BILL O’REILLY: "Personal Story" segment tonight. The head of the Black Chamber of Commerce, Harry Alford, was testifying before a Senate hearing about the economics of President Obama's clean energy policy – Cap and Trade, things like that. Mr. Alford is opposed to the climate bill, saying it would reduce earnings for the American worker. When Senator Barbara Boxer, who supports the bill, presented endorsements by other African-American groups, Mr. Alford took serious offense.

SENATOR BARBARA BOXER (D-CA): We'll quote John Grant, who is the CEO of 100 Black Men of Atlanta, quote, "Clean energy is the key that will unlock millions of jobs, and the NAACP's support is vital to ensuring that those jobs help to rebuild urban areas." So, clearly, there’s a diversity of opinion-

HARRY ALFORD, NATIONAL BLACK CHAMBER OF COMMERCE: Madame Chair, that is condescending to me.

BOXER: If I, well-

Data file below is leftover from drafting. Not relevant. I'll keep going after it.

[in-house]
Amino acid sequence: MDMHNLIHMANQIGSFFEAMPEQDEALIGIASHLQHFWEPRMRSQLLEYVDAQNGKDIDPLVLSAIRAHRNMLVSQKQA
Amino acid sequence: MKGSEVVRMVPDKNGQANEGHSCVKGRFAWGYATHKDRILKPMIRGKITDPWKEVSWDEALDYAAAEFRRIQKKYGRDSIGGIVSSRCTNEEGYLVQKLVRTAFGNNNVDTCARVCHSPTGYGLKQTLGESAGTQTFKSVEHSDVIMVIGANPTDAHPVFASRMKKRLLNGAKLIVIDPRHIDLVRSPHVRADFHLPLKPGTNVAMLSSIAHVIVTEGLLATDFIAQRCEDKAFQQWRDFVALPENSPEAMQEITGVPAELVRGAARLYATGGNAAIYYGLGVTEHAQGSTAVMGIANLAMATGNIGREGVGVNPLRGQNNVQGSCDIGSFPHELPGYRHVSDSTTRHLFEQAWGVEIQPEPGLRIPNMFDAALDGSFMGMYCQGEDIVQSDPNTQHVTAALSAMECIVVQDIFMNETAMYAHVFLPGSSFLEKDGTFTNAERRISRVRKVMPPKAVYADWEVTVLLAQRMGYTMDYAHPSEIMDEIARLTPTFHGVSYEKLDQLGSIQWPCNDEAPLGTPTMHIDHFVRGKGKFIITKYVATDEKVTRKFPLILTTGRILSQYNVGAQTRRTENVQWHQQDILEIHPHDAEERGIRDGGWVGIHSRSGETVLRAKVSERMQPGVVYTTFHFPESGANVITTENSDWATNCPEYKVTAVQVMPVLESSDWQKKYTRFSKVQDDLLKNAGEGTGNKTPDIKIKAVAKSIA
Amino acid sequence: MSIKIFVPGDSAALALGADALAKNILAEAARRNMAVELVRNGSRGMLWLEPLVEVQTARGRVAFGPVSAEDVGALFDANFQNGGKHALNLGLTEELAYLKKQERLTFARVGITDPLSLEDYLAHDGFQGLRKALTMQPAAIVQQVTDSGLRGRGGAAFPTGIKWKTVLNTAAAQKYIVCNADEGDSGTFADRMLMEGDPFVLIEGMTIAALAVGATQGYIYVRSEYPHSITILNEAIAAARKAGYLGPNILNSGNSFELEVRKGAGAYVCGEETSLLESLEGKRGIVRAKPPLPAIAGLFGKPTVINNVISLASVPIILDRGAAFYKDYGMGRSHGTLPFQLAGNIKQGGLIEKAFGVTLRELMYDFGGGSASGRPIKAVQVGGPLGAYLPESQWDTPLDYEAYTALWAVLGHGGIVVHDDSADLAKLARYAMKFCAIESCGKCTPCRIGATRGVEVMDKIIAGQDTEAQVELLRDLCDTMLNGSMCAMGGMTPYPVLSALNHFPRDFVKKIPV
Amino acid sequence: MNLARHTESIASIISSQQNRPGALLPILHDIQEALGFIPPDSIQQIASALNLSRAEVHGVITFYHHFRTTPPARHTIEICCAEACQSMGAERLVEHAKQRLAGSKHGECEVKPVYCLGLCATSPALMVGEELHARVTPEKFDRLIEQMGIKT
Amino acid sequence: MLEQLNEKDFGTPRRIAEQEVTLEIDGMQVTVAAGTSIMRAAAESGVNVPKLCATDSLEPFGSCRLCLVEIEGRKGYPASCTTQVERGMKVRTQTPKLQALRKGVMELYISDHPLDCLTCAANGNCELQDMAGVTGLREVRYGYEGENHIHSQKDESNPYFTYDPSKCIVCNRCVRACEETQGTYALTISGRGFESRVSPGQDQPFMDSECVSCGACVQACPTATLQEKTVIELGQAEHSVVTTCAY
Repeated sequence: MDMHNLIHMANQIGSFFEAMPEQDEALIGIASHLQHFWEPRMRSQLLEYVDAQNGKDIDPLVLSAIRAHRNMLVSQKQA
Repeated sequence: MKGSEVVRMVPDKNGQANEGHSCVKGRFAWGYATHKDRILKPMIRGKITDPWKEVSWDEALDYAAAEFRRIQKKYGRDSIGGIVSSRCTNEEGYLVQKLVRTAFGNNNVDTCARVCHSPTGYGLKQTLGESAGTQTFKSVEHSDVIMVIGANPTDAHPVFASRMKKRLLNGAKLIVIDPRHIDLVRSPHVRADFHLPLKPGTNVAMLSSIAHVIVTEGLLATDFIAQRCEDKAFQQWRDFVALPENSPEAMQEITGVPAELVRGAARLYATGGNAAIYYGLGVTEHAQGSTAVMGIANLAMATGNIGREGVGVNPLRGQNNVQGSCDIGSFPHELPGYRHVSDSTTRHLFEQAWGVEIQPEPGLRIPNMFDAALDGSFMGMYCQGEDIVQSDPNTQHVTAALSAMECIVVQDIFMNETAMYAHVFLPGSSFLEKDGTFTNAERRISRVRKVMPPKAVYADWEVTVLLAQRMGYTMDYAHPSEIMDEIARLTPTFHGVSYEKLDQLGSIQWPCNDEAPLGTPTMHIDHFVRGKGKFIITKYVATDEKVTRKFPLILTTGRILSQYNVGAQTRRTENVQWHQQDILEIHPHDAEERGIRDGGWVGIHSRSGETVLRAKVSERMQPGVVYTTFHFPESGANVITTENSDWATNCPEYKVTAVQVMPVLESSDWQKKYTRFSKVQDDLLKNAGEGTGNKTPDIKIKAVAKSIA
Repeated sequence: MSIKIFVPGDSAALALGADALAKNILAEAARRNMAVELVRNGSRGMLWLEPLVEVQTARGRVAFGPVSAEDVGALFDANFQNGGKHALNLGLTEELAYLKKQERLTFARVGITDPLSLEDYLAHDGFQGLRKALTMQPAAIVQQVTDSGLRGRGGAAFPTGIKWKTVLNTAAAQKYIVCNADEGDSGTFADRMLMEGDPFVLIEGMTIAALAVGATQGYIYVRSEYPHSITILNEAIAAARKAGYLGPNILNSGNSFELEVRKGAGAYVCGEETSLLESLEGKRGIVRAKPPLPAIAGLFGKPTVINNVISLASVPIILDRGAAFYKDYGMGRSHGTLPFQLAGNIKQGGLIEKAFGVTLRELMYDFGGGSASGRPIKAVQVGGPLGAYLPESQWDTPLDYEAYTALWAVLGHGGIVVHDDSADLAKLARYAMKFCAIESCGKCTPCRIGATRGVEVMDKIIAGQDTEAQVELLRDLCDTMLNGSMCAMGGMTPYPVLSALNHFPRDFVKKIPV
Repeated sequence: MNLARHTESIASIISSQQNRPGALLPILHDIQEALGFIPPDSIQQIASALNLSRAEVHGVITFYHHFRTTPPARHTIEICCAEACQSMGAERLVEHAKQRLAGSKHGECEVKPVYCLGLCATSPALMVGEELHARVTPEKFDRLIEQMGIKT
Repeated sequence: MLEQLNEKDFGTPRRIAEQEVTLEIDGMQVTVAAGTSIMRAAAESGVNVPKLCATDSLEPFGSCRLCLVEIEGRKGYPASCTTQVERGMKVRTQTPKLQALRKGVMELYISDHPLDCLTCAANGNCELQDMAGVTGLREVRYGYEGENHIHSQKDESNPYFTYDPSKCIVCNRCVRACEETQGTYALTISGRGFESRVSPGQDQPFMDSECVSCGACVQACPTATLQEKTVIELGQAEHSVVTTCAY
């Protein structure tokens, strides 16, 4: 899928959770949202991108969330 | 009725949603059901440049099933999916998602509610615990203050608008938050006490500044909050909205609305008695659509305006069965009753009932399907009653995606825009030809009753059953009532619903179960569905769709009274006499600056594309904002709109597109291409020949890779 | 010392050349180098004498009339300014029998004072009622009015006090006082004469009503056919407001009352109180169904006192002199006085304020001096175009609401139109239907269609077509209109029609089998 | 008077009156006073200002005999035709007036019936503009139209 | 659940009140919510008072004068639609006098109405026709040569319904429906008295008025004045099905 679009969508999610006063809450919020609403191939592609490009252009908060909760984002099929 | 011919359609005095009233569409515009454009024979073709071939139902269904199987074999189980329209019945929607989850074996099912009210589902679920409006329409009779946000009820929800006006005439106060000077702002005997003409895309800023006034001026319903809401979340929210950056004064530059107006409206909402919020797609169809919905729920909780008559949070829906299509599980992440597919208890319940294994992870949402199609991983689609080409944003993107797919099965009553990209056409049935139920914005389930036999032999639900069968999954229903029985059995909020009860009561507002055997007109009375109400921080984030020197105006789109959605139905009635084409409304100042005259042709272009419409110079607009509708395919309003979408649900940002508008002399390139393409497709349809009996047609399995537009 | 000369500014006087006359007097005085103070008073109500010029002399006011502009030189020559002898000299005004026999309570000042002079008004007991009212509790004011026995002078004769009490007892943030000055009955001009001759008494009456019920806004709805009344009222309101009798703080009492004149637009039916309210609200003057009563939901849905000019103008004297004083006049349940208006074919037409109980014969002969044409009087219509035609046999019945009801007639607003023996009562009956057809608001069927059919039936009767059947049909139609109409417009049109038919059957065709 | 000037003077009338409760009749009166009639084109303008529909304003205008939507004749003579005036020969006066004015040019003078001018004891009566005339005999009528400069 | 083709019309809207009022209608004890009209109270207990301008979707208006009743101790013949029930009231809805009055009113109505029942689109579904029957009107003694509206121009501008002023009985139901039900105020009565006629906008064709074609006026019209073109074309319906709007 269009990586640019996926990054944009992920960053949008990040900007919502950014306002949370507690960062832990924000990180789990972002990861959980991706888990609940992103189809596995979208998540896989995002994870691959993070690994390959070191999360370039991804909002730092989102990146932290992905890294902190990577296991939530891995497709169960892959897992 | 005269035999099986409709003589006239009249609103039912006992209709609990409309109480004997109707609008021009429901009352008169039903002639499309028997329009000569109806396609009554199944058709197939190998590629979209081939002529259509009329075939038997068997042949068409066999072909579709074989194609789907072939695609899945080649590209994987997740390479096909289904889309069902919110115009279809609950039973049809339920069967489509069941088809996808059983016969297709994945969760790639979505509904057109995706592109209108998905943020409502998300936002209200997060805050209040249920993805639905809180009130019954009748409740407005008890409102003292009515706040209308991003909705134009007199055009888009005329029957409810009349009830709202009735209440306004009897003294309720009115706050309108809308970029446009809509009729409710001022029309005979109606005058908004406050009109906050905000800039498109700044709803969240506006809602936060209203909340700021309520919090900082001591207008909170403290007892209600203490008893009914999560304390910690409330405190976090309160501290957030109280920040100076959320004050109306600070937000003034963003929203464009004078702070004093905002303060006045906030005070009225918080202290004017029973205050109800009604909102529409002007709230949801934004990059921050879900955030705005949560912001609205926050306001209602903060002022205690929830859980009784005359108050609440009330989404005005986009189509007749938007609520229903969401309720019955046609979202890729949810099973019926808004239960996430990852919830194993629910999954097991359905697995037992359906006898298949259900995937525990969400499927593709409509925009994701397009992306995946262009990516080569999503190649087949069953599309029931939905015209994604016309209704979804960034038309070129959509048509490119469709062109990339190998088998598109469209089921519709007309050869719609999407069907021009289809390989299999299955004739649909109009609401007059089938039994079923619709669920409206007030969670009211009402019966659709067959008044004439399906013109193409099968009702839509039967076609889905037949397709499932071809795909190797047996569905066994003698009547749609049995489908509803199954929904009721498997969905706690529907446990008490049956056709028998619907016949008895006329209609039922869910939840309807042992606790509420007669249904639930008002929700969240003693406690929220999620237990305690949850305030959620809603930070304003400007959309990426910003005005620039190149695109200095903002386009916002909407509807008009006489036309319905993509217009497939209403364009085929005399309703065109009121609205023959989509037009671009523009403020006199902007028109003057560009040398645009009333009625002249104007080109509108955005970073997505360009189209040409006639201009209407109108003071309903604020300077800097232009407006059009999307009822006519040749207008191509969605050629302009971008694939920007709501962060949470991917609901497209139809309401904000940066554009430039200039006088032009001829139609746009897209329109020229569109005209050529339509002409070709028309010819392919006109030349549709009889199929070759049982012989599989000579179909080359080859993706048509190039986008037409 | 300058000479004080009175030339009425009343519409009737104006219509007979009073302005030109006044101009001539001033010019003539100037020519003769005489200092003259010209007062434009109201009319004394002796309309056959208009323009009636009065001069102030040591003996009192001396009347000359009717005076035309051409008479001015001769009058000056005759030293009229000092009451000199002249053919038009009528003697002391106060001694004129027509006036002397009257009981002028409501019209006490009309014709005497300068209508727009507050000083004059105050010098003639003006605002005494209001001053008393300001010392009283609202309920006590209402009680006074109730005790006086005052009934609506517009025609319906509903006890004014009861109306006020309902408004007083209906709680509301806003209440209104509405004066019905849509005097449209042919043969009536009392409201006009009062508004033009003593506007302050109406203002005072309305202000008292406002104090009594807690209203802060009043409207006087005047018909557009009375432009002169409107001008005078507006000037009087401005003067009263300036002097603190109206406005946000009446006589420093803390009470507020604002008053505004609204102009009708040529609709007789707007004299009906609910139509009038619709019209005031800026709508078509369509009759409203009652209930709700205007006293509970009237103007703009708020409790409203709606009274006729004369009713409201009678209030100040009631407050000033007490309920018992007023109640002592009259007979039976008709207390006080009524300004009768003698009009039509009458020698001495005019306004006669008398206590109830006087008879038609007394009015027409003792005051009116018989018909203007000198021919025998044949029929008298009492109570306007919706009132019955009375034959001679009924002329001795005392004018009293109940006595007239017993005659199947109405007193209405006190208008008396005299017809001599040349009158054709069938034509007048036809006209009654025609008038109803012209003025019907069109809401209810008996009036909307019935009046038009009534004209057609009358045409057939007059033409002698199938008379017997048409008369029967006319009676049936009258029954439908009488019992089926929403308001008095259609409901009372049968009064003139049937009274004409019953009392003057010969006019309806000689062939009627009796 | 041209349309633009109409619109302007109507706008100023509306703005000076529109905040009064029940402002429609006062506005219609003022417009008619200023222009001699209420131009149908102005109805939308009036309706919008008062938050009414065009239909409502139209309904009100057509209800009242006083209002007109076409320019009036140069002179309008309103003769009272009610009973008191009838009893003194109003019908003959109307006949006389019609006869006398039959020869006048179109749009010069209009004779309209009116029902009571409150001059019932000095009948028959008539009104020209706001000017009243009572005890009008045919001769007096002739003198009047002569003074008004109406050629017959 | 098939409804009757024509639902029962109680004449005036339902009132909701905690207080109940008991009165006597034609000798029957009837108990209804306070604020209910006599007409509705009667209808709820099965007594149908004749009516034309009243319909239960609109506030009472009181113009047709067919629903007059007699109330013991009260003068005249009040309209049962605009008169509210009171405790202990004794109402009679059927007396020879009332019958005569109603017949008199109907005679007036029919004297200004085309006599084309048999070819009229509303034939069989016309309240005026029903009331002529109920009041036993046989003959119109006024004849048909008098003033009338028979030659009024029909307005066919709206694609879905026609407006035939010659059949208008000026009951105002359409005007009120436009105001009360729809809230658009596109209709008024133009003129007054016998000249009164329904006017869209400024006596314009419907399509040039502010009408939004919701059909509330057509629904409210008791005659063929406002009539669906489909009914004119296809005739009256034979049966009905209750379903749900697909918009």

ALFORD: I'm the National Black Chamber of Commerce, and you’re trying to put up some other black group to pit against me.

BOXER: If this gentleman, if this gentleman were here, he would be proud that he was being quoted, just as-

ALFORD: He should have been invited.

BOXER: Just as he would be proud.

ALFORD: It is condescending to me.

BOXER: Just so you know, he would be proud that you were here. He’s proud, I'm sure-

ALFORD: Proud, proud?

BOXER: -that I am quoting him.

ALFORD: All that's condescending, and I don't like it. It's racial. I don't like it. I take offense to it. As an African-American, and a veteran of this country, I take offense to that.

BOXER: Offense at the fact that I would quote-

ALFORD: You’re quoting some other black man. Why don't you quote some other Asian or some, I mean, what, you are being racial here.

O’REILLY: All right, now Senator Boxer would not appear, but joining us from Washington is Harry Alford. Before we get to the racial aspect of this, why do you object to the climate industry that President Obama is, wants to build and Senator Boxer supports? Why do you object to it?

ALFORD: Certainly, I want a good clean climate for the globe, but we want and the National Black Chamber of Commerce has been espousing an energy policy that will make the United States self-sufficient. Self-sufficient for its energy needs and also to deliver energy to American families and businesses at an affordable rate. At the same time, help clean up the environment and keep our position economically in the world.